Friday, October 19, 2012
The first thing we see after the credits is a rain soaked (there is a lot of rain in this film) street with a close up of a pair of woman’s gams rushing towards an imposing building. The legs belong to Bette Davis, and the building is a Warner Bros. Back lot concert hall. Bette is rushing to catch a concert by a long lost love of hers who she thought long dead during the war in Europe and is shocked to find that Paul Henreid is alive and kicking and playing his heart out on his cello “I thought you were dead” Bette gushes and cries in that unique tone of hers to Henreid in his dressing room after the concert. Thus starts this early post war woman’s melodrama about love lost, found and then finally lost for good. I wish the rest of the film that was directed by Irving Rapper was as good as the opening scene, but it’s not, still there are pleasures to be found. The chief one of course is Claude Rains who is his usually brilliant self as the narcissistic overbearing and controlling composer named Alexander Hollenius who Bette (she’s also a musician, I know I know) had a long affair with and has been kept by him like a pet in a lavish loft in a big midtown building. Bette tries to keep this secret from Henreid who she marries in like 10 minutes after being reunited with him and of course this is what pushes the plot and gives us title of the film. The director and his three stars are reunited here from the much better film “Now Voyager” that they did in 1942, but hey listen Deception is not all that bad with its mixture of classical musical, deceit, lavish expressionistic sets , cinematography and murder. Davis who was winding down her long career at Warner Bros. still had a few great performances in her most notably of course “All About Eve” in 1950 but basically this film can be seen as her swan song as a glamorous leading lady. The beautiful inky black and white noirish cinematography (even the shadows have shadows) is by the great Ernest Haller, and the impressive expressionistic art direction is by the equally great Anton Grot. Not a great film but still fun for a gloomy rainy night.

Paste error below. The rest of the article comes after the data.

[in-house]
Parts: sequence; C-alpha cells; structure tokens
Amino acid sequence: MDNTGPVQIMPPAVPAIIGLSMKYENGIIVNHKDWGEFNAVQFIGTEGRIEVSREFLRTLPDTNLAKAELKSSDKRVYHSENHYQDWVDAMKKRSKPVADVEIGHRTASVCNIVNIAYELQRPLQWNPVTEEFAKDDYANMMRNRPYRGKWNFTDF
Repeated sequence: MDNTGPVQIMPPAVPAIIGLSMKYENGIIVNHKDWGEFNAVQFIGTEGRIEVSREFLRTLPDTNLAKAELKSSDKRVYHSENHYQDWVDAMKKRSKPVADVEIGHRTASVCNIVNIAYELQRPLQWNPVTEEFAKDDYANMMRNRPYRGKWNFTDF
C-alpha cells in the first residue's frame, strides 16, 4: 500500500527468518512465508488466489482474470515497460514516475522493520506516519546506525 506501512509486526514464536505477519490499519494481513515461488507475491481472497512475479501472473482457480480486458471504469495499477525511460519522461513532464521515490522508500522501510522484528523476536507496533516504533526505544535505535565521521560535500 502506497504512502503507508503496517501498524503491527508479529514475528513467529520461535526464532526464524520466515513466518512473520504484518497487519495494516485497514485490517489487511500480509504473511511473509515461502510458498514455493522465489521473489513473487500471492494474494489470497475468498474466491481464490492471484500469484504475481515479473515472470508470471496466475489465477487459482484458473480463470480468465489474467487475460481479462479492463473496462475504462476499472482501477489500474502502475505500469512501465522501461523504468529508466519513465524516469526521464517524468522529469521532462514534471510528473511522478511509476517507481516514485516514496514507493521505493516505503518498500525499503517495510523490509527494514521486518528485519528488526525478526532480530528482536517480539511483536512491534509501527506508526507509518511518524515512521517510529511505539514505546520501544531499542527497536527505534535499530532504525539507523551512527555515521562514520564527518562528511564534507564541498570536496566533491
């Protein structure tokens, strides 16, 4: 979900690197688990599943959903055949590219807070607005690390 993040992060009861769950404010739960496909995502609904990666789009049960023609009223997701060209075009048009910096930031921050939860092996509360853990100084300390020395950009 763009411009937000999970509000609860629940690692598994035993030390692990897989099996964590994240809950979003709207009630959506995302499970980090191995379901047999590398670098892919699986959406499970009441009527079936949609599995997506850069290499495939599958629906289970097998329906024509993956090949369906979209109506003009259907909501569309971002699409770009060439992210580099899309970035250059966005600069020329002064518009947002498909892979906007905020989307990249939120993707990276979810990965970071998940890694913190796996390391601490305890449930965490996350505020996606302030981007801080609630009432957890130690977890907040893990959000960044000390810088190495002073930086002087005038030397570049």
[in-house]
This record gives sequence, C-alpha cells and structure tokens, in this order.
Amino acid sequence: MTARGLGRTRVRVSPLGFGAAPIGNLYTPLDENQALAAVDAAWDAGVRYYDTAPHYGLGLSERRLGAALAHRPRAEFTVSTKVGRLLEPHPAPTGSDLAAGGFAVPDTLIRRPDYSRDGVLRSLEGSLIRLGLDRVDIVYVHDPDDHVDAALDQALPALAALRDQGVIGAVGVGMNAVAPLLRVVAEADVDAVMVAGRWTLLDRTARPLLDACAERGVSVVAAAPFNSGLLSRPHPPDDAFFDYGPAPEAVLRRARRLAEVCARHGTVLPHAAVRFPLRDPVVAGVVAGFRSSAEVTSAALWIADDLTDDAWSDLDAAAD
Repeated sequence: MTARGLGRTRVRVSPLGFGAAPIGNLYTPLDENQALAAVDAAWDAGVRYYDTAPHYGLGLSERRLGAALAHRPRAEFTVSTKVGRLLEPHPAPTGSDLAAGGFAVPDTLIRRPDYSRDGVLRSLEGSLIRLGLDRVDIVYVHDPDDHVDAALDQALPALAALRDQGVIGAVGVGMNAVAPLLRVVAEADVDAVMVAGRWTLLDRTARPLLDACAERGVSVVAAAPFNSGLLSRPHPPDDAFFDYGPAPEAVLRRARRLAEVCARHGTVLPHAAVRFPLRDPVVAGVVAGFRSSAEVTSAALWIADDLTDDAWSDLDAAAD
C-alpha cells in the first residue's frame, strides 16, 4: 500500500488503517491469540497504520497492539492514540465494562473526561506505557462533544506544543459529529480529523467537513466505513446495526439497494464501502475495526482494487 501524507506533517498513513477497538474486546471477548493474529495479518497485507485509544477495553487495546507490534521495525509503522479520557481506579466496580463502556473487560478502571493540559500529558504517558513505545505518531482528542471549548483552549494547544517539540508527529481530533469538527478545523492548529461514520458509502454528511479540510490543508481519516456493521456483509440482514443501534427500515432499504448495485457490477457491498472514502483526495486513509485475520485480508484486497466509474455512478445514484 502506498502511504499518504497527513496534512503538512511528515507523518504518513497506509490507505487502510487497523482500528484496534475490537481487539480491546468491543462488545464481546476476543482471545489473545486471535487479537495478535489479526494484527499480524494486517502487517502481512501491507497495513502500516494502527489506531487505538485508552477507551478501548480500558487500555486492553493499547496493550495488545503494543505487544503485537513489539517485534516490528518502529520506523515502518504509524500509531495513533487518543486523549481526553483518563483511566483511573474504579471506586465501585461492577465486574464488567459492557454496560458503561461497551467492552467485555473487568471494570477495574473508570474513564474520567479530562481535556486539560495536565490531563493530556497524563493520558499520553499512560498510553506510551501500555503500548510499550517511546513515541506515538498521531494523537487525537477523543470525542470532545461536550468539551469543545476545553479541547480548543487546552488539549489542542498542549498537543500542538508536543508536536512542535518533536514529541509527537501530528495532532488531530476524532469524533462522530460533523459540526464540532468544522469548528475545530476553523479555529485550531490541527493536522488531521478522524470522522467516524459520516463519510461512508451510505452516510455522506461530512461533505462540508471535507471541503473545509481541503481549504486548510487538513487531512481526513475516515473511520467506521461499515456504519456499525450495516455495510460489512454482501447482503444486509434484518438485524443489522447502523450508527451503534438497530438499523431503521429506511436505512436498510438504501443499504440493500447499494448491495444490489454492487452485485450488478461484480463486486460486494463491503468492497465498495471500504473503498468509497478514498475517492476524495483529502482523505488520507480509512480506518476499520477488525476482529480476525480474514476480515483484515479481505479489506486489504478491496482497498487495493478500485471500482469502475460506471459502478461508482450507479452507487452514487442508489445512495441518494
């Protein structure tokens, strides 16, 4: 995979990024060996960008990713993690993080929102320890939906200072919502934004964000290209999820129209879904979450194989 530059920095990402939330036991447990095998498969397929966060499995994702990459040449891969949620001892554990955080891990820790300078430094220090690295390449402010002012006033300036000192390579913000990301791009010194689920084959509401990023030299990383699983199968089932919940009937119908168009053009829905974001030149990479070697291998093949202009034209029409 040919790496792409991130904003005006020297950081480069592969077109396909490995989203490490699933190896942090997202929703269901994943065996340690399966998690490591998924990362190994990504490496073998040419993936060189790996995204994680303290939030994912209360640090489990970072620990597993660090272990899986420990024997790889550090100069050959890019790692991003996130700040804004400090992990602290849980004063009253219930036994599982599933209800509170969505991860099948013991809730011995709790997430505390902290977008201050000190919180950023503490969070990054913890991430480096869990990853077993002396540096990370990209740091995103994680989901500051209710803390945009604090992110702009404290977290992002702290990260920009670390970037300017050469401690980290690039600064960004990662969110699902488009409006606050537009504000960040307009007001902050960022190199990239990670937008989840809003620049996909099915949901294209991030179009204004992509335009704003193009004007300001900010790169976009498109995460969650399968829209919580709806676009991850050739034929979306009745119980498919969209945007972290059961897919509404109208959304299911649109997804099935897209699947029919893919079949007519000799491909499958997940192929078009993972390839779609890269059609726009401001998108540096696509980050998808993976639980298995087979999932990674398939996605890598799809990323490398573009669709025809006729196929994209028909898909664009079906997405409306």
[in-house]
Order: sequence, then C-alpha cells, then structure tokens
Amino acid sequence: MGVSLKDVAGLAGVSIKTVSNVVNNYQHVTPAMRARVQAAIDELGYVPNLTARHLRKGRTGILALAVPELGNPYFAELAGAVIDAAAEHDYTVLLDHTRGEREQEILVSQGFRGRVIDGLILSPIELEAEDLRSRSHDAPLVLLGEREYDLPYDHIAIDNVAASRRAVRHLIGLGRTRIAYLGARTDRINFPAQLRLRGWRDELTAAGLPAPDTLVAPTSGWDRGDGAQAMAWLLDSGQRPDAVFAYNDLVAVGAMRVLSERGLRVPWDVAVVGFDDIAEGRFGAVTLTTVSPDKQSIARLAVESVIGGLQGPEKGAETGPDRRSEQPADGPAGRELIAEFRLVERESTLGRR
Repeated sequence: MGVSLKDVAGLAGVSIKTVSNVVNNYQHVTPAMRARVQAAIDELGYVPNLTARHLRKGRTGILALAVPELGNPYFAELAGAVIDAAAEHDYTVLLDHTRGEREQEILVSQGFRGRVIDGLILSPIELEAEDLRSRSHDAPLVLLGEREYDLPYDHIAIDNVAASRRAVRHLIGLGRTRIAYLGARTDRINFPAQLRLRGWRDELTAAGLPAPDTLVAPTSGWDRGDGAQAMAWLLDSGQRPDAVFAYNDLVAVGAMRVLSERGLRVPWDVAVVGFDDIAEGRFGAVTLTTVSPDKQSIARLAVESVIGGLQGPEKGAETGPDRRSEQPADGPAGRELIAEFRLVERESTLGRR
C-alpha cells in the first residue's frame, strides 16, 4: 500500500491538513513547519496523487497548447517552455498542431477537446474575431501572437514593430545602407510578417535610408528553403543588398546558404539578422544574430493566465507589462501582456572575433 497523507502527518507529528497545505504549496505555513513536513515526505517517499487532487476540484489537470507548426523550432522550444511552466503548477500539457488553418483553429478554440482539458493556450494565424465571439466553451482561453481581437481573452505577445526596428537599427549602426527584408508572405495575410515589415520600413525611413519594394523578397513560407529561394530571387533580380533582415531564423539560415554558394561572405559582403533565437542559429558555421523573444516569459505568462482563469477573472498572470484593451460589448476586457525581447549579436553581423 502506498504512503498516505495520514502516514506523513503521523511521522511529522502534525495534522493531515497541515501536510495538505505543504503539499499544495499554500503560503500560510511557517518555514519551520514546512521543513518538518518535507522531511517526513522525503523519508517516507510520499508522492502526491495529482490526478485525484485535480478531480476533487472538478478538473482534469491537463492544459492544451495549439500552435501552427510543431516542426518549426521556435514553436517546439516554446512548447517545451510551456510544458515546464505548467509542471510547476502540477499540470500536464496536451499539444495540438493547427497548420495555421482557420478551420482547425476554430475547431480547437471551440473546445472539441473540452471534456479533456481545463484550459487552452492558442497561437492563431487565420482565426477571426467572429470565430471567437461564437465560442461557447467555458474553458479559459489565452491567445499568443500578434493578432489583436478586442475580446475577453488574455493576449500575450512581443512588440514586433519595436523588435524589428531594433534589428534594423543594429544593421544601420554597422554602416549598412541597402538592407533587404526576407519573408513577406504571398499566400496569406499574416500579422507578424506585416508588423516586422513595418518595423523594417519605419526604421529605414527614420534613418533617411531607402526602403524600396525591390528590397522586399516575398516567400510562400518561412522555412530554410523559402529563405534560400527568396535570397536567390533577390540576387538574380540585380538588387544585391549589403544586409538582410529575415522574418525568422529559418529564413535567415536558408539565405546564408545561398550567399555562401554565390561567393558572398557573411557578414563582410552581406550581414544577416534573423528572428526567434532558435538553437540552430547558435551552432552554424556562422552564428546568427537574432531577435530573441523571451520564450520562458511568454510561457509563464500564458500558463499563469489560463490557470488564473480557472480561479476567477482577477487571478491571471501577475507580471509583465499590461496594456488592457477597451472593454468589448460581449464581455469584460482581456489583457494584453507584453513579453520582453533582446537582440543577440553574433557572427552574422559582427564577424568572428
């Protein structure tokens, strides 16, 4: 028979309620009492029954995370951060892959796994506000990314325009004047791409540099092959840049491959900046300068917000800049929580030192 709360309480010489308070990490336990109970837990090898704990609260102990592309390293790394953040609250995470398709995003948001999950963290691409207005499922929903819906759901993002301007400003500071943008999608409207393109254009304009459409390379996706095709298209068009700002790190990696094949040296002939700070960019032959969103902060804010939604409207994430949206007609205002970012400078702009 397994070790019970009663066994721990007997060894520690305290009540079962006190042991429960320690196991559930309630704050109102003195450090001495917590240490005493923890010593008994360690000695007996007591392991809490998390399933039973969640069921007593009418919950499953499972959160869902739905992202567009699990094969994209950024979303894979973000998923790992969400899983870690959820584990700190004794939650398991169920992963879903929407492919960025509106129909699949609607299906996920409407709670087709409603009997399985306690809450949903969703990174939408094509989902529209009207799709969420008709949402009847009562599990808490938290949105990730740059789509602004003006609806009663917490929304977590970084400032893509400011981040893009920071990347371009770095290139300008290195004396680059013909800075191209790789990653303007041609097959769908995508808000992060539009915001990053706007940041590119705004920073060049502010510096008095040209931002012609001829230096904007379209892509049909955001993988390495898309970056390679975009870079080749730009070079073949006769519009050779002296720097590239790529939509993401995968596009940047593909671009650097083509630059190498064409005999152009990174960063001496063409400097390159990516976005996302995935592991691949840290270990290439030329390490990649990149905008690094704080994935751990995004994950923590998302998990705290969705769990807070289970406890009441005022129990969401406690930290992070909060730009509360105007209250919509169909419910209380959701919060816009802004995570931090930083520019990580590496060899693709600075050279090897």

Monday, October 15, 2012
Blue Five Notebook
Blue Five Notebook has just posted this late teen drawing that I did of my first roommate I had when I moved to the Manhattan from Brooklyn. Sadly Dennis was murdered some years ago in New Orleans, so I look at this as a memorial of sorts to him.
you can view the page and the entire issue at this link
you can view the page and the entire issue at this link
Saturday, October 13, 2012
Front Porch Review
Front Porch Review has just posted their latest issue with 3 of my works on paper included. You can view them at this link.
Thursday, October 11, 2012
Wednesday, October 10, 2012